Periodic Reporting for period 1 - nanoTOM (Conversion of natural plant nanovesicles into nutraceutical delivery system)
Reporting period: 2018-10-01 to 2020-09-30
Plants contain numerous types of membrane-surrounded nanometer sized vesicles that are morphologically similar to mammalian extracellular vesicles (EVs). EVs can transfer proteins, oligonucleotides, lipids and other metabolites to recipient cells, and have been shown to play important roles in cell-to-cell, interspecies and inter-kingdom communication. Edible plant-derived vesicles are efficiently up-taken by intestinal cells, non-toxic, naturally contains an array of bioactives, and thus represents a valid resource for nanovectors.
NanoTOM project has realized the following specific research objectives:
1. set-up an integrated analytical pipeline for the isolation, purification, characterization, encapsulation, uptake and toxicological profiling of plant-derived nanovesicles;
2. determined the physicochemical characteristics and biocargo composition of tomato-fruit and root exudate-derived nanovesicles by using the integrated analytical pipeline;
3. evaluated the toxicity and the bioactivity and encapsulation properties of the vesicles.
None of these objectives have been addressed before. The results achieved in nanoTOM expanded the current knowhow in the edible plant –derived nanovesicles research field. Moreover, the results obtained in nanoTOM shows encouraging perspective towards industrialization.
An integrated work-plan has been used to guide the research and training towards the final goals:
Chemical, biological, age and gender dependent nutritional characteristics of several phytochemicals have been studied at the beginning of nanoTOM project. D1.1. describes a set of high-end value substances that we selected for encapsulation in future functional foods.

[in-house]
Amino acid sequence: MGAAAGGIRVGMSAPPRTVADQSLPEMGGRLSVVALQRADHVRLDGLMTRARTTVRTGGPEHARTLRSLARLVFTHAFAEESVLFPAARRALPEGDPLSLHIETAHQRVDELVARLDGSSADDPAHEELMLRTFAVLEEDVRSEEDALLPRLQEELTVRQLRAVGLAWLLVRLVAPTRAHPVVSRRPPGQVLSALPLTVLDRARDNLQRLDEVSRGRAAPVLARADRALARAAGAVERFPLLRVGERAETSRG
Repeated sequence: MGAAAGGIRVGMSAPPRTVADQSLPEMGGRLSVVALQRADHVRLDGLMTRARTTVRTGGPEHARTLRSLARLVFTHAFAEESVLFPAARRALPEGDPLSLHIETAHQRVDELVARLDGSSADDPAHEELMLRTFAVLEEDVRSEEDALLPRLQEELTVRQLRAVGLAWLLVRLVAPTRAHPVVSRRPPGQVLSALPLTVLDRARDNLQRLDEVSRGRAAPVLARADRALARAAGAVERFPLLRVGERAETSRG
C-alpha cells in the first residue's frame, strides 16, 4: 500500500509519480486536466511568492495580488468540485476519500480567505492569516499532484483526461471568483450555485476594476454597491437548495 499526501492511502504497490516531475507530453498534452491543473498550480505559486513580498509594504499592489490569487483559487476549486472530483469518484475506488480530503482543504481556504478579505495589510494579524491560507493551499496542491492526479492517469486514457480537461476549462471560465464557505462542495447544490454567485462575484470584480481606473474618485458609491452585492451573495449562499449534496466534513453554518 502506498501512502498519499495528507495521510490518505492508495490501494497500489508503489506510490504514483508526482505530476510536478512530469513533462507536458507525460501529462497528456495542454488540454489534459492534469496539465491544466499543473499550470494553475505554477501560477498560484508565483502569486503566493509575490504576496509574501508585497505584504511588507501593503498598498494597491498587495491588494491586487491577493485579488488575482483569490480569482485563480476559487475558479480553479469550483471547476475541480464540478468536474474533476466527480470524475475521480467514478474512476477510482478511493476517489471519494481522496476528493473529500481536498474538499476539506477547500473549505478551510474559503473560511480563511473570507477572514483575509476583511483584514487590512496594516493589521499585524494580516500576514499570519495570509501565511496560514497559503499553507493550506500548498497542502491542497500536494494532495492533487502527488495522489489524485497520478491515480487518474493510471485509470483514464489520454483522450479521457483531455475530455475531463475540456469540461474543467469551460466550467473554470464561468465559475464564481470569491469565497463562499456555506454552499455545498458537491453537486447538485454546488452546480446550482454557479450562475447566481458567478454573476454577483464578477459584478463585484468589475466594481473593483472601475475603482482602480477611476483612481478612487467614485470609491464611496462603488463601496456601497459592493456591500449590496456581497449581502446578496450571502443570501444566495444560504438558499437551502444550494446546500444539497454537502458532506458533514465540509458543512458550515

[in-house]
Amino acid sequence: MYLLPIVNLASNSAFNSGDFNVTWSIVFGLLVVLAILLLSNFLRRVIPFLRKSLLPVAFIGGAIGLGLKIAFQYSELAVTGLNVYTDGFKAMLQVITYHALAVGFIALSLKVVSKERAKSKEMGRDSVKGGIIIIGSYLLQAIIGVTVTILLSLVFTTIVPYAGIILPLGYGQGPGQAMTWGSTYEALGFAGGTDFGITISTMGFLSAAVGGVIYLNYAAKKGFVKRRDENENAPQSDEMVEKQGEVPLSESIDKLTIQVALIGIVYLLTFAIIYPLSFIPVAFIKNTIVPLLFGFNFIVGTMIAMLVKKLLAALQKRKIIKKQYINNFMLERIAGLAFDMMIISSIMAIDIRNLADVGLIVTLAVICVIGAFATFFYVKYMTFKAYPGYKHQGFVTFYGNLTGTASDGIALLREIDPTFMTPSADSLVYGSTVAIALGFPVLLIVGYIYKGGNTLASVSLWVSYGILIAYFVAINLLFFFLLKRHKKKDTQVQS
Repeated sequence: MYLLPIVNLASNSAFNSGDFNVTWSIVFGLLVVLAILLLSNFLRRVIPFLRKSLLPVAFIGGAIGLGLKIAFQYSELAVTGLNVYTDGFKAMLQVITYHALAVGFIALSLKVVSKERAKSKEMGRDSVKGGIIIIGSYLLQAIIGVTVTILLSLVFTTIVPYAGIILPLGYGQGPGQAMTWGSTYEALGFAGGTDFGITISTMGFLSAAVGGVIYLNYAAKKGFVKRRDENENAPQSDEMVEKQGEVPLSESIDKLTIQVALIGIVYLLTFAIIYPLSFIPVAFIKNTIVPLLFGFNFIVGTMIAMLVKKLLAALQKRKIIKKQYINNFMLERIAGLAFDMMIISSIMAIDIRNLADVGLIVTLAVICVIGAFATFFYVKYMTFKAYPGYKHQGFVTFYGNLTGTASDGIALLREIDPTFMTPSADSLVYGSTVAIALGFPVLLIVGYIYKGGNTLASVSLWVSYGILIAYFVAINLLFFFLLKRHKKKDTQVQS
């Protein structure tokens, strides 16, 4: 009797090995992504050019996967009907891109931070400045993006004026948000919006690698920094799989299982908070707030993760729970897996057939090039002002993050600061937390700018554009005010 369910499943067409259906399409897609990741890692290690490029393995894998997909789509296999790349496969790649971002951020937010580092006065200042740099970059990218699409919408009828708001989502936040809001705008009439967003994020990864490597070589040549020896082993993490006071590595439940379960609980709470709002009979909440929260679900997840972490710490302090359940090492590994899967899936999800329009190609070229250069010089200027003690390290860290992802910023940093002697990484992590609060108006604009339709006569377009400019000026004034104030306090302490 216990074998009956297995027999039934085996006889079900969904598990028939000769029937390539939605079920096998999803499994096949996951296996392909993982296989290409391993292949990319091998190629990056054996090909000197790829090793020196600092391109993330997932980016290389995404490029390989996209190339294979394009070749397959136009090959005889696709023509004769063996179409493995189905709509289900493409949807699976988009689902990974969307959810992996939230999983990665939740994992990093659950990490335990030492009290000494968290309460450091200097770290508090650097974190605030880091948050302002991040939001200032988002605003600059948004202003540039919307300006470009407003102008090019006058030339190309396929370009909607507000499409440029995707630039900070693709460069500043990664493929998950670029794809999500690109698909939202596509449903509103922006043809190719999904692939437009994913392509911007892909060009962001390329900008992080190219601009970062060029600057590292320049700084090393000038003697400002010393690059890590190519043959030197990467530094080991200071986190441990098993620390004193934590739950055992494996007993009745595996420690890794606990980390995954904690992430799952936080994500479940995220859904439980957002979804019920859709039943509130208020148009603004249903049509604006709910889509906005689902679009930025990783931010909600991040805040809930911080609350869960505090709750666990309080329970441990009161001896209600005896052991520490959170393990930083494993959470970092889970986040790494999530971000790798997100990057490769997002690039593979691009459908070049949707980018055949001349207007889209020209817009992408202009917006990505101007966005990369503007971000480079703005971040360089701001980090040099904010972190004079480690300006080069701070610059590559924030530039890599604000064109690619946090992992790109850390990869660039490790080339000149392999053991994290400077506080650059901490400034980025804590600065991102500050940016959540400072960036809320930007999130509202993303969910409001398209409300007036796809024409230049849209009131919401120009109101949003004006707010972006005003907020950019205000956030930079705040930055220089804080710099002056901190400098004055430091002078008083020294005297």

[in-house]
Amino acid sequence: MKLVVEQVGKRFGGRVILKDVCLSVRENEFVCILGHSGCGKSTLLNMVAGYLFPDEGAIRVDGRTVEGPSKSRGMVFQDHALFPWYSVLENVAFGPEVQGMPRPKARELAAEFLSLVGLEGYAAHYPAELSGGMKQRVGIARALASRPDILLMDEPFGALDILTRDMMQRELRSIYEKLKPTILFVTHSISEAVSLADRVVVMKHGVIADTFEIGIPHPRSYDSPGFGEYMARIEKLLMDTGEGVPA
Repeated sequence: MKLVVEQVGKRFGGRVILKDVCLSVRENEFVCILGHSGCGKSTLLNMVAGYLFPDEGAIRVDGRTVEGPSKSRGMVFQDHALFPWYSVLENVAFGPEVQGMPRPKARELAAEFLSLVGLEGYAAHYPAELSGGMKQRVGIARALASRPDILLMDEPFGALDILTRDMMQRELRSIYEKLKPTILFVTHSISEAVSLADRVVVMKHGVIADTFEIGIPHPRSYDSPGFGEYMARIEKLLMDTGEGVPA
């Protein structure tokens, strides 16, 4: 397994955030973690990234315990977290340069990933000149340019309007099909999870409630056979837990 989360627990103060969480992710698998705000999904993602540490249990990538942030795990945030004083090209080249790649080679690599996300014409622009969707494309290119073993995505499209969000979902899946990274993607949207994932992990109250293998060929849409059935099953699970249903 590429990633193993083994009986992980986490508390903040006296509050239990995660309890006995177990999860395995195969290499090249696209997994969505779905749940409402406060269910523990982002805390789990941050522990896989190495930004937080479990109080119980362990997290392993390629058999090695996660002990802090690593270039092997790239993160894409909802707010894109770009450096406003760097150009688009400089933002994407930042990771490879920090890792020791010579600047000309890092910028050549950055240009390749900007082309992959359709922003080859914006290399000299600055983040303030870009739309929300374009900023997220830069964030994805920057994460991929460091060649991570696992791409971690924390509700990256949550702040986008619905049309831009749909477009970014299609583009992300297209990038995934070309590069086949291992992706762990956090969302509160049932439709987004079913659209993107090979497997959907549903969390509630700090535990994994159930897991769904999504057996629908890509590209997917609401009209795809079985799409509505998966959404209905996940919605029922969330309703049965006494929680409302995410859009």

In nanoTOM we have studied three different sources for the production of S. lycopersicum vesicles: root, leaf and fruit. At the beginning of project, hydroponic culture was set up at IBBR-CNR in Portici to produce starting material for root EVs and leaf apoplastic vesicles (AVs). Two genotypes, Red Setter and MicroTom were studied. Apoplastic fluid (AF) was obtained by vacuum infiltration and centrifugation from leaf tissues. Tomato fruit (Piccadilly variant) was obtained from a local shop. (D1.2)
Production of micro and nanovesicles from S. lycopersicum was one of the main tasks all over the project. We set up different methods and optimized buffer conditions to maximize the production yield. Gradient ultracentrifugation (gUC) in continuous and stepwise modes and size exclusion chromatography (SEC) were used to purify nanovesicles from tomato fruit. The yield we obtained was considerably higher than the actual state-of-the-art using mammalian cell culture or other novel resources, like milk or microalgae. We have produced more than 10 mg MVs and nanovesicles from tomato fruit during project lifetime (100 times more than expected during the submission). (D1.3)
Established, TEM, AFM, SEM, NTA, DLS and innovative MRPS, BioSAXS physiochemical methods, were used to characterize morphology (TEM, SEM, AFM), particle size distribution (DLS, NTA, MRPS) and concentration (NTA and MRPS). (D2.1)